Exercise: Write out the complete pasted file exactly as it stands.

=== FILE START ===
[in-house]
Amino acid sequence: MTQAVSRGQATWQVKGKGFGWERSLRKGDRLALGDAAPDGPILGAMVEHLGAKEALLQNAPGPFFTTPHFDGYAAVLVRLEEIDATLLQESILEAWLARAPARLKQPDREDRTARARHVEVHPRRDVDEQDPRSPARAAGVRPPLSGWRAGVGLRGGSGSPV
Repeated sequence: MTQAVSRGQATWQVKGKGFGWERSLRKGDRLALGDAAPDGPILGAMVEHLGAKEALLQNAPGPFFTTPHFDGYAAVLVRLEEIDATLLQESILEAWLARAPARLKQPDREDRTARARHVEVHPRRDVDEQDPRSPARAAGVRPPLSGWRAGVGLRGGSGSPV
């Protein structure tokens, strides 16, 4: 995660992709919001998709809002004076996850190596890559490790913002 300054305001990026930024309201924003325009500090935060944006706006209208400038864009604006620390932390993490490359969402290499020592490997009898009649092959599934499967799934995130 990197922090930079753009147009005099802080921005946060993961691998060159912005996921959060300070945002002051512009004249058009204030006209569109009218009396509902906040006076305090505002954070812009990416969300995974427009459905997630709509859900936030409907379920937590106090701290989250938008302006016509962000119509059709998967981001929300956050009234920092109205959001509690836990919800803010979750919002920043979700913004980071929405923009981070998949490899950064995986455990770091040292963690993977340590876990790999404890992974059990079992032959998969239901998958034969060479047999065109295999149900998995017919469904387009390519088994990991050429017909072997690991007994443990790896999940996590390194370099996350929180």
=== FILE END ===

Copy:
[in-house]
Amino acid sequence: MTQAVSRGQATWQVKGKGFGWERSLRKGDRLALGDAAPDGPILGAMVEHLGAKEALLQNAPGPFFTTPHFDGYAAVLVRLEEIDATLLQESILEAWLARAPARLKQPDREDRTARARHVEVHPRRDVDEQDPRSPARAAGVRPPLSGWRAGVGLRGGSGSPV
Repeated sequence: MTQAVSRGQATWQVKGKGFGWERSLRKGDRLALGDAAPDGPILGAMVEHLGAKEALLQNAPGPFFTTPHFDGYAAVLVRLEEIDATLLQESILEAWLARAPARLKQPDREDRTARARHVEVHPRRDVDEQDPRSPARAAGVRPPLSGWRAGVGLRGGSGSPV
């Protein structure tokens, strides 16, 4: 995660992709919001998709809002004076996850190596890559490790913002 300054305001990026930024309201924003325009500090935060944006706006209208400038864009604006620390932390993490490359969402290499020592490997009898009649092959599934499967799934995130 990197922090930079753009147009005099802080921005946060993961691998060159912005996921959060300070945002002051512009004249058009204030006209569109009218009396509902906040006076305090505002954070812009990416969300995974427009459905997630709509859900936030409907379920937590106090701290989250938008302006016509962000119509059709998967981001929300956050009234920092109205959001509690836990919800803010979750919002920043979700913004980071929405923009981070998949490899950064995986455990770091040292963690993977340590876990790999404890992974059990079992032959998969239901998958034969060479047999065109295999149900998995017919469904387009390519088994990991050429017909072997690991007994443990790896999940996590390194370099996350929180």